CAMBRIDGE, Mass. -- Britain's Prince Charles took whirlwind tours of high-tech, medical and political landmarks Wednesday before attending Harvard University's 350th anniversary dinner in his honor.
The prince, playing a starring role in Harvard's $1 million celebration, travelled 30 miles north to Lowell in a heavily guarded Rolls Royce for a demonstration of Wang Laboratories' latest computer technology.
Dr. An Wang, founder of the worldwide computer giant, provided a tour of the company's headquarters complete with a demonstration of a computer system that passes on typed messages with a simulated human voice.
'How do you get it to talk with an American accent?' joked the prince as employees demonstrated the system.
Employees also demonstrated an image-copying machine by editing a picture of the prince in a 1984 steeple chase. The finished product showed the prince coming in first although he actually came in second. 'I always wondered how the newspapers did that,' quipped the prince.
The focus shifted from high to low technology when Gov. Michael Dukakis led the prince on a tour of the 'Market Mills' complex in downtown Lowell, a renovated textile factory, where former mill workers demonstrated the operation of a loom.
Hundreds of Wang employees and Lowell residents lined up behind ropes at the office building to catch a glimpse of the prince, who delighted the crowds by approaching them to shake hands and chat.
'He shook my hand and asked 'Where do you work -- at the top or the bottom? (of the high-rise building,'' said Wang secretary Donna Toohey, 25. 'I was so flabbergasted, I couldn't remember.'
Charles, who is president of a British group designed to boost employment, then attended a Boston conference of 70 business executives from the United States, Canada and the United Kingdom.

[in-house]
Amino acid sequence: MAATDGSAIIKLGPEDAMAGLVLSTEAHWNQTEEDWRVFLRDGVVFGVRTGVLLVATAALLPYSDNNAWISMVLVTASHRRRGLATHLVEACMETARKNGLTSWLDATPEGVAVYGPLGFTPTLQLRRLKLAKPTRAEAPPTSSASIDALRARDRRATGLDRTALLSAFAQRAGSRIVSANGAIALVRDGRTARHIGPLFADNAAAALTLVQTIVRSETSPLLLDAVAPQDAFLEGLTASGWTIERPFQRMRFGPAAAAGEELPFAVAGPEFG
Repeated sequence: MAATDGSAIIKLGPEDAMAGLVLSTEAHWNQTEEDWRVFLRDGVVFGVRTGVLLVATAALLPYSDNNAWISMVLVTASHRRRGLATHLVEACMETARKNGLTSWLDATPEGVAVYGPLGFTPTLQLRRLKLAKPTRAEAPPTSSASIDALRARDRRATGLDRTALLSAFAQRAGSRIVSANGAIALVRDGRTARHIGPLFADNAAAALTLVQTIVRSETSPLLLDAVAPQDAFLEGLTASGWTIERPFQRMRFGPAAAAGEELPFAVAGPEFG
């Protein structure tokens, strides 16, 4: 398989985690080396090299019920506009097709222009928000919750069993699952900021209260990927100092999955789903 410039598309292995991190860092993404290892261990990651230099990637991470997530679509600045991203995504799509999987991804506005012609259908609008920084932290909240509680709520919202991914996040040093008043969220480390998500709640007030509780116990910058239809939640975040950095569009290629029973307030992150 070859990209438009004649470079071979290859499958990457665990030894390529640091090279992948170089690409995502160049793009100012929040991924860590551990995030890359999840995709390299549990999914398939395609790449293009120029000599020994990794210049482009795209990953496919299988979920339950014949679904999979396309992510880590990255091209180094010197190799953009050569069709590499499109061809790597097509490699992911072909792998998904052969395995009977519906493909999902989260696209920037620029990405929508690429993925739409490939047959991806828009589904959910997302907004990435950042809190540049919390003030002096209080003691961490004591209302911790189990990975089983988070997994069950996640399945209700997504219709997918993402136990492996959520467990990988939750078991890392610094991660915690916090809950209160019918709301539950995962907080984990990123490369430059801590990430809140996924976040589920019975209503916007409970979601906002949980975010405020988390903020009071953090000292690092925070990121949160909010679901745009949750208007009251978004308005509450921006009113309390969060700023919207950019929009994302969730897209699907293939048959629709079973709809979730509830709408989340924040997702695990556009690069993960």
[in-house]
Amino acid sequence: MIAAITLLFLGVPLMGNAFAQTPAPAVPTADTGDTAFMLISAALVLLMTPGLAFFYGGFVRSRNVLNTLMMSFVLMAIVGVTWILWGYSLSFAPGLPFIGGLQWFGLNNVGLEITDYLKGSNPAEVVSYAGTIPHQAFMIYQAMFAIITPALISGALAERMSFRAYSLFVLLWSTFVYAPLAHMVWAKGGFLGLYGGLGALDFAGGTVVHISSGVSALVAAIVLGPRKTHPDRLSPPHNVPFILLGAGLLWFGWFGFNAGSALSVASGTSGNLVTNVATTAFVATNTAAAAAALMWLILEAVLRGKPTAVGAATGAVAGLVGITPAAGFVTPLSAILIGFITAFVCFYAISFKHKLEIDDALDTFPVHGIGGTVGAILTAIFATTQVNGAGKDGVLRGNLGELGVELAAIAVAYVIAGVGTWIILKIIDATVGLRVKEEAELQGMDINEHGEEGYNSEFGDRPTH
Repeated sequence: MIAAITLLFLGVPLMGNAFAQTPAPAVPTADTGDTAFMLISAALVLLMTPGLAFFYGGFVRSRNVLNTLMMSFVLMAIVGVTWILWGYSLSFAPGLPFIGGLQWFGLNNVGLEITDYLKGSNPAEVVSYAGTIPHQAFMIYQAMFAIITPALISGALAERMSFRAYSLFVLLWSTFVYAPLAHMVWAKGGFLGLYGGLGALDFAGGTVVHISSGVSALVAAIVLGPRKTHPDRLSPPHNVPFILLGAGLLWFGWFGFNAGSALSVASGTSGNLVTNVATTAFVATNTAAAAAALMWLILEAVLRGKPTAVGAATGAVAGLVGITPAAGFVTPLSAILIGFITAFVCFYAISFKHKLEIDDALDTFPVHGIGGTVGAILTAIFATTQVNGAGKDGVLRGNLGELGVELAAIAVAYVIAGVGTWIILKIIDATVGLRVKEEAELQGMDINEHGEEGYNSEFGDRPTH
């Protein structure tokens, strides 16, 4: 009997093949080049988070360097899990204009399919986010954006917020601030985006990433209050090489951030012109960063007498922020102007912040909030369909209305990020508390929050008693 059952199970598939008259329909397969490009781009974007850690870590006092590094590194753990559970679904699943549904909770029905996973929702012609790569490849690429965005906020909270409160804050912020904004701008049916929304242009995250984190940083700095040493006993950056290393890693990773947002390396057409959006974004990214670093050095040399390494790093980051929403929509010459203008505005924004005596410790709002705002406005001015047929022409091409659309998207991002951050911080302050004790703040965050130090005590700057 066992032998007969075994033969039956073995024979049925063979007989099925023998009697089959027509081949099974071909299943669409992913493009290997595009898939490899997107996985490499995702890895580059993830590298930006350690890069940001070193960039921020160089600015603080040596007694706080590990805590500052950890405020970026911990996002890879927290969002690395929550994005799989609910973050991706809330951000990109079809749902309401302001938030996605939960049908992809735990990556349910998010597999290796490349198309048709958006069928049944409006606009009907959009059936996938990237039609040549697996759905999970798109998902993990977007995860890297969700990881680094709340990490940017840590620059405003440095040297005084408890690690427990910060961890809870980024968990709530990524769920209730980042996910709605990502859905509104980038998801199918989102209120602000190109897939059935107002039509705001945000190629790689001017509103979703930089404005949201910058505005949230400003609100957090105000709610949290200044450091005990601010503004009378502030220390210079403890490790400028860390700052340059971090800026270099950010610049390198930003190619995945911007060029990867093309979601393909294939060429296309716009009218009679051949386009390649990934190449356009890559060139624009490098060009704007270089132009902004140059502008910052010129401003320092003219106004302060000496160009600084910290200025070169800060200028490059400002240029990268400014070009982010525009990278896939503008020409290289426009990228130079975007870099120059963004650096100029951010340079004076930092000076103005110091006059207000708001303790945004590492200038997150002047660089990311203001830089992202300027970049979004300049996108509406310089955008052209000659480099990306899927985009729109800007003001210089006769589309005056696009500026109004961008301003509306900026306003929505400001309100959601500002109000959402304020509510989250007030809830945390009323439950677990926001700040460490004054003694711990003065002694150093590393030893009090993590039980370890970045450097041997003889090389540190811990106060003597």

'I feel strongly about the question of encouraging better cooperation between the public and private sector in Britain,' he said.
The prince also was guest of honor at a luncheon in the Massachusetts Statehouse. In a setting that included murals of Paul Revere's ride and the Boston Tea Party protest against Britain's King George III, Charles sampled seafood pasta salad, fruit sorbets and red and white wines from Massachusetts and Rhode Island.
After visits to the Dana Farber Cancer Institute, the British firm Burberry's and an evening reception at Boston's Copley Plaza Hotel hosted by the British consul general, the prince was to cross the Charles River to Cambridge for the anniversary dinner at Harvard.
Three-year-old Eric Jones of Warwick, R.I., a patient at Dana Farber, gave the prince drawings by child cancer victims. 'William and Henry (the prince's sons) will be very pleased with them when I get home,' said Charles.
Gail Reardon of Boston, who said she followed the prince all afternoon, called for his attention as he returned to the Ritz-Carlton after afternoon tea at Burberrys.
'I've been waiting for this moment all my life,' said Reardon, 25, who described herself as one of Charles' most adoring fans. 'I told him I have his and his brother's weddings on videotape, a documentary film about his family and lots of books about him and his wife.'
The prince offered Reardon some friendly advice: 'Don't overdo it.'
Several New England governors and members of Congress -- including Sens. Edward Kennedy and John Kerry, D-Mass.; Claiborne Pell, D-R.I.; and Sen. John Chafee, R-R.I. -- attended the British consul's reception, where the prince announced the formation of the New England British Business Association to promote trade between New England and the United Kingdom.
Harvard's four-day birthday celebration, six years in the planning, includes a keynote speech by the prince, a fireworks show at the 25,000-seat Harvard Stadium and more than 100 symposiums.
A graduate of England's Cambridge University, where many of Harvard's founders were educated, Charles will deliver the address Thursday at Harvard Yard.
Founded in 1636, Harvard is the nation's oldest educational institution.
Other dignitaries invited to honor the nation's oldest university include Secretary of State George Shultz, Defense Secretary Caspar Weinberger and Saudi Arabia's oil minister, Sheik Ahmed Zaki Yamani.
Following his speech Thursday, the prince is scheduled to board a British Airways jet to Chicago, where he is to attend a charity polo ball and open a promotion of British goods at a Marshall Field's store.
Charles's wife, Diana, did not accompany him on his trip.